A federal appeals court has overturned a ban by the Food and Drug Administration (FDA) on the use of electric shock devices used to moderate the behavior of people with disabilities.
The 2-1 decision this summer by the U.S. Court of Appeals for the D.C. Circuit reopens the way for the Judge Rotenberg Educational Center, in Canton, Massachusetts — the only institution known to deploy the equipment — to resume their use on students who are prone to harming themselves or others. The school’s group homes accommodate some 300 adults and children who have intellectual disabilities and behavioral problems.
Students wear the device, called a graduated electronic decelerator (GED), in a small pack attached to the body. The unit is activated remotely by supervisors when the wearer engages in aggressive behavior, according to the New York Times. Proponents of the therapy, who include parents of students at the school, argue that it has succeeded where all other treatment has failed.
“The GED is a treatment of last resort, and its recipients are at risk of grievous bodily harm, or even death, without it,” the Rotenberg Center said in a press release. “With the treatment, these residents can continue to participate in enriching experiences, enjoy visits with their families and, most importantly, live in safety and freedom from self-injurious and aggressive behaviors.”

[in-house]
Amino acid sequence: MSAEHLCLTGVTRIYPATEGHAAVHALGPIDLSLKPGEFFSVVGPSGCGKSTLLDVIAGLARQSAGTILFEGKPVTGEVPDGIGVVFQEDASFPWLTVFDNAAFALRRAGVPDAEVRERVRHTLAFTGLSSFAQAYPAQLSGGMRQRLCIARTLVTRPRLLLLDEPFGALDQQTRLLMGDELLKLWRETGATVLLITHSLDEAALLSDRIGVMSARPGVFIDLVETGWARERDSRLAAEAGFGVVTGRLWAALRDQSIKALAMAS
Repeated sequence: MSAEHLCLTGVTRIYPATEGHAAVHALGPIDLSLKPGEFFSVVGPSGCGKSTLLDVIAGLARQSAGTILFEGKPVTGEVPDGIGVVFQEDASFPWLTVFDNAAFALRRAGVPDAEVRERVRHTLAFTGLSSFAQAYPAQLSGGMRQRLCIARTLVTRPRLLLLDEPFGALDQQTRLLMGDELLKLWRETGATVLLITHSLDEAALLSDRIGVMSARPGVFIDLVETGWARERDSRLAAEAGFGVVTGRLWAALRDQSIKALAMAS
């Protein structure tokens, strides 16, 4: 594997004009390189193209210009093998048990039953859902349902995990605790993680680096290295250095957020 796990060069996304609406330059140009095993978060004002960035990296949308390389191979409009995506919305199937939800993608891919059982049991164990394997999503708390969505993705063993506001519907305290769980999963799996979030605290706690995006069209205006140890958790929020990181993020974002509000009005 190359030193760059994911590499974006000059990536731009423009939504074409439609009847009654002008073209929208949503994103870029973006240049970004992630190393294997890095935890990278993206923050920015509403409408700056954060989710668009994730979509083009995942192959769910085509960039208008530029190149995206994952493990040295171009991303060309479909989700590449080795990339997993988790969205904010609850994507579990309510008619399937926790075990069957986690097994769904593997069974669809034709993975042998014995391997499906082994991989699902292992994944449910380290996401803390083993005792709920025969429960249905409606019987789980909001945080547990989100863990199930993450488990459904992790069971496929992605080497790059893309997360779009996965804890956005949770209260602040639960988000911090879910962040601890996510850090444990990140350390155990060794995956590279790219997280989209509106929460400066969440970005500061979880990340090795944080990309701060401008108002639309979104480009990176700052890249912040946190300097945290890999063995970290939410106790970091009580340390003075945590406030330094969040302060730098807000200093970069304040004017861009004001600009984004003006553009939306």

In issuing the ban last year, the FDA claimed the devices inflicted physical and psychological harm on people, including burns, depression, anxiety, and post-traumatic stress disorder.
However, the court ruled that the agency had overstepped its authority in banning the devices for a particular purpose — to treat aggressive or self-injurious behaviors. The FDA, the court said, can only authorize or ban devices; it is not allowed to regulate how they are used. The ban interfered with the school’s ability to practice medicine, which is regulated by the state, the court held.
The Autistic Self Advocacy Network is now urging the FDA to ban the devices outright.
“The next step is clear,” a statement from the group read. “The FDA must completely ban the GED and similar devices. ASAN calls on the FDA to immediately pursue a new, complete ban. We will continue to advocate fiercely until this torture is finally ended.”
The FDA, which has 45 days after the verdict to appeal the ruling, has not stated what course of action it intends to take.
To read the court’s decision in the case, click here.